County District Average administrator salary 
Two-year percentage change
 Average teacher salary   Two-year percentage change Morris Butler Boro  $126,027 9.4  $65,485 12.6 Morris Chathams  $123,235 0.2  $62,810 3.5 Morris Chester Twp  $120,037 4.0  $63,838 0.6 Morris Jefferson Twp  $119,241 3.0  $56,739 1.0 Morris Kinnelon Boro  $128,403 7.1  $74,650 13.6 Morris Madison Boro  $131,000 4.4  $67,390 3.2 Morris Mendham Boro  $139,157 12.3  $55,140 1.6 Morris Mendham Twp  $125,312 6.6  $62,590 6.7 Morris Montville Twp  $137,995 13.4  $62,795 21.8 Morris Morris Plains  $102,766 -5.4  $56,995 12.0 Morris Morris School District  $123,878 4.8  $75,635 9.9 Morris Parsippany-Troy Hills Twp  $118,414 5.4  $70,375 19.4 Morris Washington Twp  $119,009 -2.9  $65,525 8.2 Morris West Morris Regional  $148,300 8.6  $64,885 -4.9 Passaic Bloomingdale Boro  $134,885 8.6  $61,535 1.2 Somerset Bernards Twp  $119,136 3.5  $59,364 3.1 Somerset Bridgewater-Raritan Reg  $133,228 8.3  $62,179 9.4 Somerset Green Brook Twp  $125,533 10.7  $51,909 10.5 Somerset Hillsborough Twp  $121,672 2.1  $70,520 9.7 Somerset Warren Twp  $129,672 1.5  $63,446 1.9 Somerset Watchung Boro  $131,610 7.2  $56,300 5.9 Somerset Watchung Hills Regional  $123,904 7.0  $67,495 6.5 Sussex Hopatcong  $120,621 1.0  $77,540 28.0 Charter Unity Charter School  $66,460 -16.3  $46,000 -7.9 Source: Analysis of N.J. Report Card data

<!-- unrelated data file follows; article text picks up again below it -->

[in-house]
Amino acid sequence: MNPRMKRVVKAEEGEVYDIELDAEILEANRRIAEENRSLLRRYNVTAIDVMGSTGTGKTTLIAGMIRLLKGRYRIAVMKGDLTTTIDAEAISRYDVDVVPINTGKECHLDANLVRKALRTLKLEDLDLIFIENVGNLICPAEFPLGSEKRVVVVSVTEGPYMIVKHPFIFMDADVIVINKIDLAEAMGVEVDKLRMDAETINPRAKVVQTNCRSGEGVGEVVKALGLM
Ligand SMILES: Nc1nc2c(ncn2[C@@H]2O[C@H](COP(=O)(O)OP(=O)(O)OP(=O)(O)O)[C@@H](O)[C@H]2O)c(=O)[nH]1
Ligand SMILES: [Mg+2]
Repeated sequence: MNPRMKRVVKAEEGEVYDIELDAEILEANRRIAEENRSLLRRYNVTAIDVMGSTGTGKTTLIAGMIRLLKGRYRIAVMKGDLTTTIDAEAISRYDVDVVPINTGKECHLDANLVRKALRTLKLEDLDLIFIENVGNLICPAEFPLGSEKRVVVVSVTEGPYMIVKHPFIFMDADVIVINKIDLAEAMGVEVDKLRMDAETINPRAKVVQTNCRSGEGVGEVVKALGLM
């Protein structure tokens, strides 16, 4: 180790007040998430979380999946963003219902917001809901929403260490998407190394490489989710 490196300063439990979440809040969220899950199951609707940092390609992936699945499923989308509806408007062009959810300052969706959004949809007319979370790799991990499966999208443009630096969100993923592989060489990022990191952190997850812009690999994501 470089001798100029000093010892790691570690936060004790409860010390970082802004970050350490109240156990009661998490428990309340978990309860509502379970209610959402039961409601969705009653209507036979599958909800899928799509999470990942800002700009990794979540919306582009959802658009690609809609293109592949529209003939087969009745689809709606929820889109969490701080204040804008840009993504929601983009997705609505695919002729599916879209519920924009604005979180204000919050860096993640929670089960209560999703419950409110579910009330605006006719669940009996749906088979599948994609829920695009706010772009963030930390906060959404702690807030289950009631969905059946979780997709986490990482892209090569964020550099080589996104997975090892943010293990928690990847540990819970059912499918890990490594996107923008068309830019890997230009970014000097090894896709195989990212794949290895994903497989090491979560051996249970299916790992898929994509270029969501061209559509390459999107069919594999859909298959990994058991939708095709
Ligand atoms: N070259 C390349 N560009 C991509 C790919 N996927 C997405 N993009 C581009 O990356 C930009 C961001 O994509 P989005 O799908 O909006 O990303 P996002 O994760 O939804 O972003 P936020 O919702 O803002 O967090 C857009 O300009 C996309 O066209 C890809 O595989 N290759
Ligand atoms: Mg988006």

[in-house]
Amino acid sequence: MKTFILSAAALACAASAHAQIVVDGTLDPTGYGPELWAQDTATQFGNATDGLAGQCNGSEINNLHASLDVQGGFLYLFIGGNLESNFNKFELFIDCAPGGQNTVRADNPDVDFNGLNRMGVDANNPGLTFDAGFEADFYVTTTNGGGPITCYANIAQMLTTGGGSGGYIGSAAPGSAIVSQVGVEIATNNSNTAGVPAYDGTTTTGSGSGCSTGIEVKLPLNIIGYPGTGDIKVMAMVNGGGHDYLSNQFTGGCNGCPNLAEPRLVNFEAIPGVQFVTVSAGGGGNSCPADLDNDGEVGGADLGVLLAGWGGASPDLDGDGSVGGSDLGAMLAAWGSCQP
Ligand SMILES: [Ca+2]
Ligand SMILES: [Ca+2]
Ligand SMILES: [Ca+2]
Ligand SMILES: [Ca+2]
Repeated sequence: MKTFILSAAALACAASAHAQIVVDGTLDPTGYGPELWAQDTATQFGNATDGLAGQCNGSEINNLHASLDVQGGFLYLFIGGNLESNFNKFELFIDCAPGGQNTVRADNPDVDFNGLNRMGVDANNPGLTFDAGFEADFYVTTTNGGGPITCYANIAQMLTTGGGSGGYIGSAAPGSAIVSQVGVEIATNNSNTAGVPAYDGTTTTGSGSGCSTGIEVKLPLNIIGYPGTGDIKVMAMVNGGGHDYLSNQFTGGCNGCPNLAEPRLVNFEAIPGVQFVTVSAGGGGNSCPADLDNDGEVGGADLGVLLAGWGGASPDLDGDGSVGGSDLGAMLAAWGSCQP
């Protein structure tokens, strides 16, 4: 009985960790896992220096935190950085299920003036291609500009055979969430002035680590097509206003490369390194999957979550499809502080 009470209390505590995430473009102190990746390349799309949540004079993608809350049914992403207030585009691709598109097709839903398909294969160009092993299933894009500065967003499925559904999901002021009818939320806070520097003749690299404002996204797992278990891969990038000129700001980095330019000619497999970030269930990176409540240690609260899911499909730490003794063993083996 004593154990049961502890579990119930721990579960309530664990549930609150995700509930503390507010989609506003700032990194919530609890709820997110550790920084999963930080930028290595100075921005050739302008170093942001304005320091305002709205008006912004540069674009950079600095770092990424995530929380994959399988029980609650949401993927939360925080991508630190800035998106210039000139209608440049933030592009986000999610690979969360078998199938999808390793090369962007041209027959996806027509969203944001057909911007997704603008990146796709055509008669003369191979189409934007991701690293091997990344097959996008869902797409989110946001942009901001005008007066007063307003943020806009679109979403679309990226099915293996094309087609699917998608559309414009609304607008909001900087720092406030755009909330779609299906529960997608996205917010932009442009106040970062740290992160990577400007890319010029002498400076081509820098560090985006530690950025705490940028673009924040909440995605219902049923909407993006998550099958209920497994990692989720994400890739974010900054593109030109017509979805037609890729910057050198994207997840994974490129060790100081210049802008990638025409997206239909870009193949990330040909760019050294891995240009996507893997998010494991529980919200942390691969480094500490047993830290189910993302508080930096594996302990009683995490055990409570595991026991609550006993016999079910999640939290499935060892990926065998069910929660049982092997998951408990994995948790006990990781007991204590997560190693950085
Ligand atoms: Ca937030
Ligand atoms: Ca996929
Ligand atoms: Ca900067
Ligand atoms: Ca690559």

Colleen O'Dea is a writer, editor, researcher, data analyst, web page designer and mapper with almost three decades in the news business. Her column appears Mondays.